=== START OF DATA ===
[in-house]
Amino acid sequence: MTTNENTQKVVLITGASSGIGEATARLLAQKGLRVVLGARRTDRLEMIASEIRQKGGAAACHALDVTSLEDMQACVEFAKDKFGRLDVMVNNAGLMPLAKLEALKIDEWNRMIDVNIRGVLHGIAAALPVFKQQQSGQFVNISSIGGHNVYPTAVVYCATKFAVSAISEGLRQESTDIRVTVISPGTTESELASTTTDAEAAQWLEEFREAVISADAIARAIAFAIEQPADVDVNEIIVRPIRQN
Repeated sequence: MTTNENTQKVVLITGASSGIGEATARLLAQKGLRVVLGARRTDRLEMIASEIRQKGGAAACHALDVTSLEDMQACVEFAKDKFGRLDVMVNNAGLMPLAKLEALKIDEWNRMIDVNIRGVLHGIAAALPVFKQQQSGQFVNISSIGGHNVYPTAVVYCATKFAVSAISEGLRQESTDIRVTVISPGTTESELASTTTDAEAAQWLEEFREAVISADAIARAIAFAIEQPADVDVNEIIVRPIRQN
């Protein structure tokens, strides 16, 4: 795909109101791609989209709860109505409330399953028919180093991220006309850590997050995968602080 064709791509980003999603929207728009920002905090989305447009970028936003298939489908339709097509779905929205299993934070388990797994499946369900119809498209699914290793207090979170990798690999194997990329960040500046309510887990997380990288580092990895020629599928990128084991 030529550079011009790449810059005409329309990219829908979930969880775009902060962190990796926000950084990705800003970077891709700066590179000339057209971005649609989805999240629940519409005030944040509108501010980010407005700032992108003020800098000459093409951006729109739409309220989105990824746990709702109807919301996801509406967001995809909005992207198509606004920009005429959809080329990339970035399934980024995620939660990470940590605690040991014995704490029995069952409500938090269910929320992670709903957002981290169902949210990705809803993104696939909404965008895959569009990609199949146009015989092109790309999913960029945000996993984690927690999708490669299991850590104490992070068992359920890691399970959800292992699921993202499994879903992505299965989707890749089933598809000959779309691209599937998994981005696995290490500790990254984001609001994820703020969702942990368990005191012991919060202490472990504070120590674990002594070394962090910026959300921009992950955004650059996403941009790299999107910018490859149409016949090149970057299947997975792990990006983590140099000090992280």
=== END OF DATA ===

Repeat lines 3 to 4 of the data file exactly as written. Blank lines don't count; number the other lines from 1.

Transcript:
Repeated sequence: MTTNENTQKVVLITGASSGIGEATARLLAQKGLRVVLGARRTDRLEMIASEIRQKGGAAACHALDVTSLEDMQACVEFAKDKFGRLDVMVNNAGLMPLAKLEALKIDEWNRMIDVNIRGVLHGIAAALPVFKQQQSGQFVNISSIGGHNVYPTAVVYCATKFAVSAISEGLRQESTDIRVTVISPGTTESELASTTTDAEAAQWLEEFREAVISADAIARAIAFAIEQPADVDVNEIIVRPIRQN
């Protein structure tokens, strides 16, 4: 795909109101791609989209709860109505409330399953028919180093991220006309850590997050995968602080 064709791509980003999603929207728009920002905090989305447009970028936003298939489908339709097509779905929205299993934070388990797994499946369900119809498209699914290793207090979170990798690999194997990329960040500046309510887990997380990288580092990895020629599928990128084991 030529550079011009790449810059005409329309990219829908979930969880775009902060962190990796926000950084990705800003970077891709700066590179000339057209971005649609989805999240629940519409005030944040509108501010980010407005700032992108003020800098000459093409951006729109739409309220989105990824746990709702109807919301996801509406967001995809909005992207198509606004920009005429959809080329990339970035399934980024995620939660990470940590605690040991014995704490029995069952409500938090269910929320992670709903957002981290169902949210990705809803993104696939909404965008895959569009990609199949146009015989092109790309999913960029945000996993984690927690999708490669299991850590104490992070068992359920890691399970959800292992699921993202499994879903992505299965989707890749089933598809000959779309691209599937998994981005696995290490500790990254984001609001994820703020969702942990368990005191012991919060202490472990504070120590674990002594070394962090910026959300921009992950955004650059996403941009790299999107910018490859149409016949090149970057299947997975792990990006983590140099000090992280």